This is the sequel to the outstanding (if disturbing) Fire Sermon. Unlike a lot of sequels which assume you to have intiminate knowledge of (or have only just read) the previous book, this book picks up the story and gently reminds you of what you need to know. Francesca Haig does not re-explain in an annoying fashion, and nor does she expect to remember but reveals details of backstory as you go.
The Map of Bones is clearly the second in a trilogy and it is by its nature not altogether a story of its own. It is the continuation of something that has come before, and unlike that one which had an end of its own, you can tell that this book is the bridge to the bigger ending.
None of that spoiled my enjoyment of this story though – if ‘enjoyment’ is the right word – for a story that holds a mirror up to own world and shows us what kind of future our descendants could face. Where the first book focussed on the world in which people live as twins who can each only survive whilst the other lives, and where one is healthy and one deformed in somew way, this book takes that idea further. It introduces the idea of an ‘un-twinning’ procedure – genetic modification of us to right the wrongs of the past, except of course there is no way to ‘right’ these wrongs. This trillogy is absolutely all about how we have to live with each other as equals irrespective any perceived superiority.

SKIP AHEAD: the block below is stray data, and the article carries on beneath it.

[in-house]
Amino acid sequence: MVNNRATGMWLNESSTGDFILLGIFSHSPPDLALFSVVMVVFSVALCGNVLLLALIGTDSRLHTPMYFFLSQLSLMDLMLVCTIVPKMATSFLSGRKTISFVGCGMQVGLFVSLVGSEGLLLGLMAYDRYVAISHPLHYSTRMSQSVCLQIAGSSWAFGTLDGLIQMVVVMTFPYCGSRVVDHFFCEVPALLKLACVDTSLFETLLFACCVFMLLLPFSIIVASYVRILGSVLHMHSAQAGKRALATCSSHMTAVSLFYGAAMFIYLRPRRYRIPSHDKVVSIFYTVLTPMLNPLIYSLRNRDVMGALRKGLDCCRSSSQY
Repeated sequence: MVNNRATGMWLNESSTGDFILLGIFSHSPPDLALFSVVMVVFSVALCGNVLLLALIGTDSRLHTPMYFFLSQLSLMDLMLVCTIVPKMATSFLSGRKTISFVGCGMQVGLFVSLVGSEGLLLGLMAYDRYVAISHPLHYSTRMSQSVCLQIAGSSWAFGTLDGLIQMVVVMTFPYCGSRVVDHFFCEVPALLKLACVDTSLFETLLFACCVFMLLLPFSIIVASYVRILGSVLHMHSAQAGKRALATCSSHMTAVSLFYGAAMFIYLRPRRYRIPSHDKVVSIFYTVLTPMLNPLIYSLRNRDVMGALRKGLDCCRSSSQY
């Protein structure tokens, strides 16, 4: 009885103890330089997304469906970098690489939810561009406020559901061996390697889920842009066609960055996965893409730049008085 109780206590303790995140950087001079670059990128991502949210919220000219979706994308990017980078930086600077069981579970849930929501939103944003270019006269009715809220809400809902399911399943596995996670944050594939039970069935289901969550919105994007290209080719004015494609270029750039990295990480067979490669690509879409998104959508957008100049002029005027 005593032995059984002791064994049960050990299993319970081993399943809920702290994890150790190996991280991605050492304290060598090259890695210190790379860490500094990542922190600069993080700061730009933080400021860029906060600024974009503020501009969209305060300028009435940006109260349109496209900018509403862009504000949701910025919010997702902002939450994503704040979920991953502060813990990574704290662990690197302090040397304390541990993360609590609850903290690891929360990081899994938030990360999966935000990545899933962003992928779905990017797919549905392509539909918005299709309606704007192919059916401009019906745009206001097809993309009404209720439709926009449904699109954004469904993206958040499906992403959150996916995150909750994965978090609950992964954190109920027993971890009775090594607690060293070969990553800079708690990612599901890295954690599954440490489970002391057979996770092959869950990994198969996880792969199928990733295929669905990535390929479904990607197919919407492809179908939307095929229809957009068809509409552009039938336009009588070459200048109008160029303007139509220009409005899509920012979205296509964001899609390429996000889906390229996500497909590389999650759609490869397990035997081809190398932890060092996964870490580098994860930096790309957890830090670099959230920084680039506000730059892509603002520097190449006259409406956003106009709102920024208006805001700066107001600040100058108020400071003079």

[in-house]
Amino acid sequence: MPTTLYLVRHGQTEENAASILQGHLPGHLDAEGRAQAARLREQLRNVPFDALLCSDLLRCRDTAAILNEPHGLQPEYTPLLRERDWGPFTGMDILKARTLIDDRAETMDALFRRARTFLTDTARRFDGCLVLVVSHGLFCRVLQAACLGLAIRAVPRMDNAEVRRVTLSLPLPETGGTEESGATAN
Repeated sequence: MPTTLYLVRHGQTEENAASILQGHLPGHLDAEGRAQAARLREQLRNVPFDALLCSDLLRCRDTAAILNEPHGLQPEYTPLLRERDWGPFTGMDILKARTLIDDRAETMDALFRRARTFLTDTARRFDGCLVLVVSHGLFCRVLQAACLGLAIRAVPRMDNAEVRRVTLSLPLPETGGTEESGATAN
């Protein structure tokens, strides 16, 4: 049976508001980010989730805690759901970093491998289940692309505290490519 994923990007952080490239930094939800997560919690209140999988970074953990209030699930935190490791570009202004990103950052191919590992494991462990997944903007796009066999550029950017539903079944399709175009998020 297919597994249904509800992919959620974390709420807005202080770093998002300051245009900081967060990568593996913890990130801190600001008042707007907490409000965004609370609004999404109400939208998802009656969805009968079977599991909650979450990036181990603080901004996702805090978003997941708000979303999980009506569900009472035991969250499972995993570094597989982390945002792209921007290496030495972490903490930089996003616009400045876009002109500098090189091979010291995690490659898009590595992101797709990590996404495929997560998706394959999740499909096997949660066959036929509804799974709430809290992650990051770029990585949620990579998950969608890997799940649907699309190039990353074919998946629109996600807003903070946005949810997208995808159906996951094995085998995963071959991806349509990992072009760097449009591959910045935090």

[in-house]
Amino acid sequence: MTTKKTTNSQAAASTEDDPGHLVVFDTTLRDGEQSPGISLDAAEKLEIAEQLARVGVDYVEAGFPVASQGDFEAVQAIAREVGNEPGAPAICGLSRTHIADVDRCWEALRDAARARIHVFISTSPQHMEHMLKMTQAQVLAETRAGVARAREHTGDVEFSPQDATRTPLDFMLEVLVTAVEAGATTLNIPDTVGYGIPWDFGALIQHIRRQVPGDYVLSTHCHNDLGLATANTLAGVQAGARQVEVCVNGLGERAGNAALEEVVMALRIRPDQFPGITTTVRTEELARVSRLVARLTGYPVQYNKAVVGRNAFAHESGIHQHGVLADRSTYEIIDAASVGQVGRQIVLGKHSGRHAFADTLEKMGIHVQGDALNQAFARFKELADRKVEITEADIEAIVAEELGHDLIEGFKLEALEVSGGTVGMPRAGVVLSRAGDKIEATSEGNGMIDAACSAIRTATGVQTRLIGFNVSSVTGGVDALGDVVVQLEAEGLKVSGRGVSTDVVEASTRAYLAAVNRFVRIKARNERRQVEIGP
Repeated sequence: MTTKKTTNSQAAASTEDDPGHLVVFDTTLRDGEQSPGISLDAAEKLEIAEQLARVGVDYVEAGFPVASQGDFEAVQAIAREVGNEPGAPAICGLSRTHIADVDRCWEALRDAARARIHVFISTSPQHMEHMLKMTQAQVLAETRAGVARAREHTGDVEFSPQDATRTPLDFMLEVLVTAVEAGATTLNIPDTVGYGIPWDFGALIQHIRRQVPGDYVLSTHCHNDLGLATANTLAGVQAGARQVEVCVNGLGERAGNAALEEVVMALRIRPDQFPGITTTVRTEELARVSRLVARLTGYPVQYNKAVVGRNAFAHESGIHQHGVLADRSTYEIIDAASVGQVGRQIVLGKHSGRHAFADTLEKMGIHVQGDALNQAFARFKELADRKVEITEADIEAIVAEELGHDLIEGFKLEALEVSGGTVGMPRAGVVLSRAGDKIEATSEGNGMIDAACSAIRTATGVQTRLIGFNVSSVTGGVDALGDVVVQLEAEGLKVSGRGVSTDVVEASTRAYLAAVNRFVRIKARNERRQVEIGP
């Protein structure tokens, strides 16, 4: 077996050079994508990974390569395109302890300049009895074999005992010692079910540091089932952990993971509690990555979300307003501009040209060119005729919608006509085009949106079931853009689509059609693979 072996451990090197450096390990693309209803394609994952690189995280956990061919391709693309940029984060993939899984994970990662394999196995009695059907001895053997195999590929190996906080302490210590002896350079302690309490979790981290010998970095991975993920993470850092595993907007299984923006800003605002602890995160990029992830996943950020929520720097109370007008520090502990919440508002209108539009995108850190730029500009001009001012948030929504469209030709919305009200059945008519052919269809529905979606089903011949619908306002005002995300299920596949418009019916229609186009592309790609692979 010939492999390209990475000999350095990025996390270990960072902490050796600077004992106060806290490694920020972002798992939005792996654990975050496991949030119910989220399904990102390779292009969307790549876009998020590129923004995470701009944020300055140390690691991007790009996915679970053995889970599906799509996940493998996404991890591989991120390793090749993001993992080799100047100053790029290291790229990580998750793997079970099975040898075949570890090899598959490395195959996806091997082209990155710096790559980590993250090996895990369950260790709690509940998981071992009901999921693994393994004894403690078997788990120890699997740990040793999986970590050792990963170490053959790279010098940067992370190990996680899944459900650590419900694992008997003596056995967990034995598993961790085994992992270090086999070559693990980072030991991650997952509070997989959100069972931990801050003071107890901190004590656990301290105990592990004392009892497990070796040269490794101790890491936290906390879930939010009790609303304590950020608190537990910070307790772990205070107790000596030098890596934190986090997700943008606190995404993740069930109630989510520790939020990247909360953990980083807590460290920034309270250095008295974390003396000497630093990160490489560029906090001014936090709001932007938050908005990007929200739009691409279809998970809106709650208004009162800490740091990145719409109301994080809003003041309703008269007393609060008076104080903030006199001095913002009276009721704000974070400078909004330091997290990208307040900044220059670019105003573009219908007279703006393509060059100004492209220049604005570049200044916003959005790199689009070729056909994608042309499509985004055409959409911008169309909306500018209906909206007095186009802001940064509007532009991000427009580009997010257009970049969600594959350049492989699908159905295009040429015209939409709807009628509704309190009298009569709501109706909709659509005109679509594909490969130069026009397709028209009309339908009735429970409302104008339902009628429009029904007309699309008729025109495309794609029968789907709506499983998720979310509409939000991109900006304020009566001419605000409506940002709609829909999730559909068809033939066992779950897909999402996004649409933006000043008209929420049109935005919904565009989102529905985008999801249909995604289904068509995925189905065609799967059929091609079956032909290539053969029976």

It’s that mirror that Francesca Haig holds up to our world which makes this book the disturbing read that it is, but is also why it is an utterly brilliant and powerful book.